Fauci, who turns 82, has said he plans to step away from his public role as a national leader on the pandemic once COVID-19 reaches a "steady state". Biden lauded Fauci's work not only on the current pandemic but for the six presidents before him, saying in a statement Monday that Fauci's "commitment to the work is unwavering, and he does it with a unique spirit and scientific integrity." do together.
As he leaves his position in the US government, I know that the American people and the entire world will continue to benefit from Dr Fauci's expertise, which he will carry forward," Biden said. "The United States is strong and healthy because of that. Fauci has been the director of NIAID for 38 years, beginning his term under President Ronald Reagan. Before the COVID-19 pandemic, Fauci was well-known for his work on HIV and AIDS and other threats such as Ebola and Zika, the West Nile virus and anthrax attacks in 2001.
"It has been an honour to lead NIAID, an extraordinary institution, through so many scientific and public health challenges over the years. I am extremely proud of my many achievements," Fauci said. Health and Human Services Secretary Javier Becerra, who oversees Fauci's department, said Fauci's decision is one "we all knew would eventually come but hopefully never will." "When I arrived at HHS, the world was a year into the COVID-19 pandemic. I quickly began to rely on Dr Fauci's wisdom and advice in our response, and with his scientific prowess, I was able to break down complex. I cherish the science in simple words to save the American people's lives," Becerra said.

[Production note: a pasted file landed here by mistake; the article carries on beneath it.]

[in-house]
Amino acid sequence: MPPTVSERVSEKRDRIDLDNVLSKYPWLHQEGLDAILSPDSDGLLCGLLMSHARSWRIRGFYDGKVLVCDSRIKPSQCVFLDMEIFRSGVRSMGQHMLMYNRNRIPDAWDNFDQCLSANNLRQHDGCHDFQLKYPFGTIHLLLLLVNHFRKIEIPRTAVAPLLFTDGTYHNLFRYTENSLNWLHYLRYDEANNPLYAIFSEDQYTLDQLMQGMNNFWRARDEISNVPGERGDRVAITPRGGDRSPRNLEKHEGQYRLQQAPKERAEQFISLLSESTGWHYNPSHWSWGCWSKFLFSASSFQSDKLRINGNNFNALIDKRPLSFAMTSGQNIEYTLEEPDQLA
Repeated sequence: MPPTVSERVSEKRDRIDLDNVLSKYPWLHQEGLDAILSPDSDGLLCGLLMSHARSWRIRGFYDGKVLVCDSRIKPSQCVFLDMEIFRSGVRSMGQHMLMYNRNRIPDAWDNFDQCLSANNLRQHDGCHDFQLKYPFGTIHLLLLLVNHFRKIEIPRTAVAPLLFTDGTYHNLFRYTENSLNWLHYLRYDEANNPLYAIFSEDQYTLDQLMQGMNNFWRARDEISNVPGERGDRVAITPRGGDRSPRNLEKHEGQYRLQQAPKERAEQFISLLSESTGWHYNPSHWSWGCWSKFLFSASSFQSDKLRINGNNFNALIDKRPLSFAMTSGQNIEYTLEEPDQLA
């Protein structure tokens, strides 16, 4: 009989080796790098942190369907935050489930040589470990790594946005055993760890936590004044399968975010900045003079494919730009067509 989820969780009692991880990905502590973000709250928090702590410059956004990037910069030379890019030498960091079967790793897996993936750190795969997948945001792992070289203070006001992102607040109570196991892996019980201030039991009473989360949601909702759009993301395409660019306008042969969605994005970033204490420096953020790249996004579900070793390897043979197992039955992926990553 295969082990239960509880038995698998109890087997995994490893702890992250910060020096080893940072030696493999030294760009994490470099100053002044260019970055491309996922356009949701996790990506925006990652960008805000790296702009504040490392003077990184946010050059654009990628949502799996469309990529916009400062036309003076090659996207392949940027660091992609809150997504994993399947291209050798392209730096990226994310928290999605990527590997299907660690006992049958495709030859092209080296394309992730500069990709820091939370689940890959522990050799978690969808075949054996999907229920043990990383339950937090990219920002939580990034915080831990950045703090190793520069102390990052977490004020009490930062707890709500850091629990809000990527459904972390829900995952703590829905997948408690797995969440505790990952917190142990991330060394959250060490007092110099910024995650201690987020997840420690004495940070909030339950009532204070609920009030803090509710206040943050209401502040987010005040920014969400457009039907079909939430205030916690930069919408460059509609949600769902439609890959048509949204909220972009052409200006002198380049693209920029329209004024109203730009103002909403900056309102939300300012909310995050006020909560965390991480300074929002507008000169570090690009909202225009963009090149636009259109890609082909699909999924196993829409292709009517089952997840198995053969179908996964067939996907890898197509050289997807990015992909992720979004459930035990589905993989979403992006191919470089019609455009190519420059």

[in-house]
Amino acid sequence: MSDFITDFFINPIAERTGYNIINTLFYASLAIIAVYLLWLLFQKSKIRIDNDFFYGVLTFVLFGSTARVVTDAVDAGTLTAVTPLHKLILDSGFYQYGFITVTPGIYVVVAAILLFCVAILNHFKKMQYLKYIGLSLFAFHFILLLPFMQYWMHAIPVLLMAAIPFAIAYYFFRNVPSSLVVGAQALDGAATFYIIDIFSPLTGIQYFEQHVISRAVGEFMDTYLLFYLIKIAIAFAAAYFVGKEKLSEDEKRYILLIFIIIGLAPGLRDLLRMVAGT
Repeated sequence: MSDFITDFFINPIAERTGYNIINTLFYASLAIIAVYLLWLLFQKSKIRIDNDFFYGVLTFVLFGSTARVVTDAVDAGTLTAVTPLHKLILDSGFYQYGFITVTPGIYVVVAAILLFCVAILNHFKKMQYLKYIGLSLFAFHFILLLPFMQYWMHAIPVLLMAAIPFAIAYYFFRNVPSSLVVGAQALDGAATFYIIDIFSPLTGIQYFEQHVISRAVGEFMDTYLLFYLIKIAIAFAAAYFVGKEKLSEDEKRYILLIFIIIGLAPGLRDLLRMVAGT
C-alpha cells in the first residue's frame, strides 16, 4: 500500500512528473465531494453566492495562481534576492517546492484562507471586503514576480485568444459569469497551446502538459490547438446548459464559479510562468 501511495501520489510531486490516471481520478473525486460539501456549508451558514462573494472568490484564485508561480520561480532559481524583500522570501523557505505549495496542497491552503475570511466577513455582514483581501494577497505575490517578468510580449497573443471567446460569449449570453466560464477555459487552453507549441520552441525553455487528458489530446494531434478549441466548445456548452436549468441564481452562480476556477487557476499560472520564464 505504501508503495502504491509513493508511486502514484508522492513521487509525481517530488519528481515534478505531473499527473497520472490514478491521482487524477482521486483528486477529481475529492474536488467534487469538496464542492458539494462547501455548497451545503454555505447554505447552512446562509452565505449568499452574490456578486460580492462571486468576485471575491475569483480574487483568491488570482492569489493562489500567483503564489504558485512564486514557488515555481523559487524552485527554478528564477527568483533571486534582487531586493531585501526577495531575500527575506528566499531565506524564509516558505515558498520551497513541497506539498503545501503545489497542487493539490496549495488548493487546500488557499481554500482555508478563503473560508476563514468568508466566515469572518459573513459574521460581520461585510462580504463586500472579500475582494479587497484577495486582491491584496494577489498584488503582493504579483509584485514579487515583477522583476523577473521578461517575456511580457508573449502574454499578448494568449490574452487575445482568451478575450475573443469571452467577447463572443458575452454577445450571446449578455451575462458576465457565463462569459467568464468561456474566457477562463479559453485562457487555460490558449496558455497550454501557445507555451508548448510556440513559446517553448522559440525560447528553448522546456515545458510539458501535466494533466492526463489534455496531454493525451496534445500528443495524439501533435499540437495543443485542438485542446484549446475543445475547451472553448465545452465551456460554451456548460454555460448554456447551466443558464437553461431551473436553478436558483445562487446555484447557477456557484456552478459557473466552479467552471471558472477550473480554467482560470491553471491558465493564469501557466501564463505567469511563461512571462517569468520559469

Dr Fauci explained that he did not intend to leave the public health sector for a while but wanted to preserve his remaining years working on personal projects, teaching and writing.
"You can't go on forever. I want to do other things in my career. Even though I'm at an advanced age, I have the energy and passion for pursuing other aspects of my professional career. And I am Going to do it sometime. I'm not sure when, but I don't see myself in this job to the point where I can't do anything else after that," Fauci told CNN at the time.
Fauci said in the same interview, "So that's the reason. It has nothing to do with pressure, nothing to do with all the other crap you hear about; it has no effect on me." In a Washington Post interview published Monday, shortly after Fauci announced his impending role change, Fauci said he was interested in teaching higher education and lecturing about the lessons he had learned throughout his career. He has also mentioned an interest in writing a memoir about growing up in Brooklyn in the 1940s and '50s.
Fauci told The Washington Post, "I love everything about this place. ... But with that said, I said I had to leave sometime." "I don't want to be here so long that I get to the point where I lose a step."